In the "First" division we invite players from the Women's, the States', and players by invitation. The main point of this event is to generate norm chances for those that don't get many chances. The top six advance to the "Absolute" the following year. The event could also be a 14 player, 13 round event.

We could then hold the Women's Championship and the States' at another date in the year. This way we could have cycle building up to the big event.

The advance/relegate feature, common to European soccer leagues, would break the field from year to year. This would also generate a ton of games for Mr. Gutman.

What do you think?

Ed Yetman, III
YetmanBrothers.com

I'm still confused as to how this is used to generate the US Champion, would seem to take a lot away from the champion if he won the title and didn't even win the tournament he was playing in. The idea overall is a good one, probably a little tough to get enough for appearance fees and prize money, however I don't believe it could be used for the US Championships. I also like Maliq's point about players being left out, in the current 64 player format, it is pretty much impossible to say that someone who could have won wasn't there.

Hello Mr. Gutman,
The events could be staggered through the calendar, like a football season. Women's and States' Championship in say January, Absolute and First league in May, International in August or November or something. Then the cycle starts all over again.

As for leaving someone out, I doubt that is a serious issue. There are not that many players who can be considered serious contenders. Nakamura is something like 2756, while Joel Benjamin, #20 on the list, is 2628. At that level a 130 point fall-off represents a huge disparity of strength.

Ed Yetman, III
YetmanBrothers.com

Hikaru Nakamura didn't make the US team because of averaging ratings. Ratings are already averages, so this double dipping of old games is questionable practice. You can't blame the USCF for following their rules, and now FIDE is doing the same with its world championship, at the suggestion of Dr. John Nunn.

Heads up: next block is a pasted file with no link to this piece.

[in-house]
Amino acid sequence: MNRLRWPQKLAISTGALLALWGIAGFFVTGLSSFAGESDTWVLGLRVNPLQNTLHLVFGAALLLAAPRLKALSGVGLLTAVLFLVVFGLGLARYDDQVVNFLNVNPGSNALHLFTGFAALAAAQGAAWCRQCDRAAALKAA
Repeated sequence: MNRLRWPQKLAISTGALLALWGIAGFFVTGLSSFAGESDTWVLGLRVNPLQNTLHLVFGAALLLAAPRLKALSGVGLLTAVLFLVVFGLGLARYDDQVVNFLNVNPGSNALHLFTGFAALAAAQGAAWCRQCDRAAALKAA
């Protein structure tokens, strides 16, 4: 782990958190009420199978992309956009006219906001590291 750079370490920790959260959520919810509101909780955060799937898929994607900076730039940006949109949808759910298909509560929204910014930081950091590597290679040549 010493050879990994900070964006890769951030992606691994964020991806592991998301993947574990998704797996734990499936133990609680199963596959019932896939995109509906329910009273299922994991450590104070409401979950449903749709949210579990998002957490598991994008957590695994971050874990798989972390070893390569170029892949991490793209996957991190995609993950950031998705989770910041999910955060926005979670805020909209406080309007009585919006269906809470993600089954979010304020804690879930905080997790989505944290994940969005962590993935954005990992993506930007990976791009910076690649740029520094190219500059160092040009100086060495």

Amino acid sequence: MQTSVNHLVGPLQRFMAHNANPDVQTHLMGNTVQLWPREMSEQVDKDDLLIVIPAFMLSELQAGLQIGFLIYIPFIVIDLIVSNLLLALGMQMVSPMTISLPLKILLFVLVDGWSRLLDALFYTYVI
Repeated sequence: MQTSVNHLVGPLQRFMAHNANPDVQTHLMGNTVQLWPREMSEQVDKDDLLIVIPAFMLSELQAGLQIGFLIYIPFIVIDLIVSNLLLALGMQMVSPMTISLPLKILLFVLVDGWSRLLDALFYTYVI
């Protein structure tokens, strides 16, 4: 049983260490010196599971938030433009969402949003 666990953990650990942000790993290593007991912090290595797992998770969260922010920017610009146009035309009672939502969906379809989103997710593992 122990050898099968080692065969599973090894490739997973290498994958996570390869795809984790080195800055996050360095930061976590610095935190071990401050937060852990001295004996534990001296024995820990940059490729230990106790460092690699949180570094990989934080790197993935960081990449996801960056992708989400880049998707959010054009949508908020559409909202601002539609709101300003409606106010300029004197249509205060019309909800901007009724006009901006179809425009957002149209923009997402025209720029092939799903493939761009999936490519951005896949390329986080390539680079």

Jen Shahade did not do well in her first couple of games. As an arbiter, I saw them live in Calvia. I remember thinking at the time: this is a tough team with Eastern European values (winning rather than participation), they might sit her out for good. Sho'nuff. And the team won a medal.
With a different team, they might not have done that, but Susan Polgar was playing better as the event progressed, Irina Krush is young and strong, and Anna Zatonskih is a great fighter with stamina that most men could envy.

Jonathan...

Hikaru didn't make the team because of a mistake. Plain and simple. A year after not making the top six positions, Hikaru is the #1 player, U.S. Champion and probably was the strongest player THEN. It's ridiculous to not consider one's FIDE rating when choosing the Olympiad team. I think we've been through this discussion before.

I was at the Calvia Olympiad too, covered the event and I saw the women play. You said she didn't do well her first couple games, but she only played twice (if I'm recalling correctly)... rounds 1 (draw) and 5 (loss). This is from 14 rounds! Unless Jennifer Shahade was sick, there were several matches she outrated the board #3 opponent (and the board #1) and couldn've gotten off the bench. She had a good attitude though.

U.S. women did well to pull out the medal, but I believe the issue of choosing the Olympiad team is still an open question. I believe there was a controversy because one player had only lived in the U.S. a matter of months before she got a spot on the Olympiad training squad. We've had this discussion too.

150 point rating difference too much to overcome at that level? I agree that the difference is much larger, but the occurance of draws is much higher. So if a 1650 plays an 1800, he'll probably beat him more often than if a 2600 plays a 2750, but overall the record would look similar if you give .5 for a draw (if this weren't true, the rating system wouldn't work at all).